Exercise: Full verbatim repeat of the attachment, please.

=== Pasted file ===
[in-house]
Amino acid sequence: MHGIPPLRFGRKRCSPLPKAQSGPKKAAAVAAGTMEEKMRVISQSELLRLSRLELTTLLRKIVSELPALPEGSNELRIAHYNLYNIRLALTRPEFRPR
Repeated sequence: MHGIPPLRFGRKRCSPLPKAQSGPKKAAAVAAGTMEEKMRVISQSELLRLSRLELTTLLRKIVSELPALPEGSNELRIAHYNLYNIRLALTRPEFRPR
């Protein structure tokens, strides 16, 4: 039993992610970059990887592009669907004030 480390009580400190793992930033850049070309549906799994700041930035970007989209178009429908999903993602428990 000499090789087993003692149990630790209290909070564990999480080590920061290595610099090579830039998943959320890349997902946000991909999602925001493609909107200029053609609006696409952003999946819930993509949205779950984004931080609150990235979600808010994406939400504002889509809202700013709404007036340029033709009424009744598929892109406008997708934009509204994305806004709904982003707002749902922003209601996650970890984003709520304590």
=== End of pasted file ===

[in-house]
Amino acid sequence: MHGIPPLRFGRKRCSPLPKAQSGPKKAAAVAAGTMEEKMRVISQSELLRLSRLELTTLLRKIVSELPALPEGSNELRIAHYNLYNIRLALTRPEFRPR
Repeated sequence: MHGIPPLRFGRKRCSPLPKAQSGPKKAAAVAAGTMEEKMRVISQSELLRLSRLELTTLLRKIVSELPALPEGSNELRIAHYNLYNIRLALTRPEFRPR
């Protein structure tokens, strides 16, 4: 039993992610970059990887592009669907004030 480390009580400190793992930033850049070309549906799994700041930035970007989209178009429908999903993602428990 000499090789087993003692149990630790209290909070564990999480080590920061290595610099090579830039998943959320890349997902946000991909999602925001493609909107200029053609609006696409952003999946819930993509949205779950984004931080609150990235979600808010994406939400504002889509809202700013709404007036340029033709009424009744598929892109406008997708934009509204994305806004709904982003707002749902922003209601996650970890984003709520304590």